Offline Orips

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Re: EEVblog #1339 - Looking at an Electric Bus
« Reply #4 on: October 02, 2020, 12:56:06 am »
Posted this in the Youtube comments but thought it might get more interest here. Definitely worth watching. Sydney trialed an electric bus 40 years ago! Check out this episode of Torque - an 80s Australian motoring TV show hosted by Peter Wherrett https://youtu.be/PZdTJ2oUQS4?t=901

If this was a printed article dated 2020 you wouldn't suspect if was really from the early 80s - same concerns about pollution in the cities, battery charging/swapping and bureaucratic BS.
 

Offline Rerouter

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Re: EEVblog #1339 - Looking at an Electric Bus
« Reply #5 on: October 02, 2020, 11:14:38 am »
I oversee analytics on a few of these buses, the BYD model on sloped but mostly flat areas was averaging very consistently around 85 KWh per 100KM for average speeds around 30kmph (city traffic),

Attached is some of the raw data if anyone is curious, sadly pulling the slope data for the trips would be dipping a tad too far into revealing who owns them.

I have no clue where they pull the fraction of a cent per KM number from, based on even large scale rates, at 0.85KWh per KM, your still going to be paying multiple cents per km,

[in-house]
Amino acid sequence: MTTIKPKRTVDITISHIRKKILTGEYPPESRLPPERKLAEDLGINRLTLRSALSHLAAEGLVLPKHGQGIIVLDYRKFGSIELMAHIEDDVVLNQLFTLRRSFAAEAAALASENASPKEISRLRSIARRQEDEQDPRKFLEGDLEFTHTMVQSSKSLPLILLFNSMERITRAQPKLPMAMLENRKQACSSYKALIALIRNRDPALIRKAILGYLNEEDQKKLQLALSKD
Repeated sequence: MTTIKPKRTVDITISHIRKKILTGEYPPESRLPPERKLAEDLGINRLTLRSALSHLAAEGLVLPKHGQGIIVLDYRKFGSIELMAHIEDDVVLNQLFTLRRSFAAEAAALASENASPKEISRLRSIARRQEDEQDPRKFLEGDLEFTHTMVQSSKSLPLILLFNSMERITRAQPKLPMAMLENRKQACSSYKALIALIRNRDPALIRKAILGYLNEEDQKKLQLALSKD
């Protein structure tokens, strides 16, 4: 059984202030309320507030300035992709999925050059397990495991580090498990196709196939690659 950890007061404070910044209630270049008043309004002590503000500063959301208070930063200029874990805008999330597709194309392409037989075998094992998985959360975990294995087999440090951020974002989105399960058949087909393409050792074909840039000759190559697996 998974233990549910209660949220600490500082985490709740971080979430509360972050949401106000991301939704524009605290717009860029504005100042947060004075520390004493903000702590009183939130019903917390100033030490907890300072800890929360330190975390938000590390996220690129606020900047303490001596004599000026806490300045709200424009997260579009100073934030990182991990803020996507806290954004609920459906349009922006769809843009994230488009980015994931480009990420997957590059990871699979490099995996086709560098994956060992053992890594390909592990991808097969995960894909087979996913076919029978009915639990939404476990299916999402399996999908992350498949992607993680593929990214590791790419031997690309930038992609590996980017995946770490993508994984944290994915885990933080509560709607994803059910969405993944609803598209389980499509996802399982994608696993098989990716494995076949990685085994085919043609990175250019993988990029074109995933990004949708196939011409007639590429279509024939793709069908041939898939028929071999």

Standard buses end up around 33 Litres per 100KM of diesel for equivalent sized buses, Hybrids about 26. so 0.26 to 0.33 Liters per KM, Liquid fuels cost more, that is a given, but the gap is narrower than some would say.
 
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Offline GoneTomorrow

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Re: EEVblog #1339 - Looking at an Electric Bus
« Reply #6 on: October 02, 2020, 12:22:47 pm »
Looking at the context of the 0.01c/km statement, seems like he might just be referring to maintenance and repair costs. Sure he did say operating cost, but immediately before and after he was talking about repairs. Given that they're under warranty currently, that number will go up significantly once they're out of warranty and start to get a bit tired.
 

Offline VK3DRB

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Re: EEVblog #1339 - Looking at an Electric Bus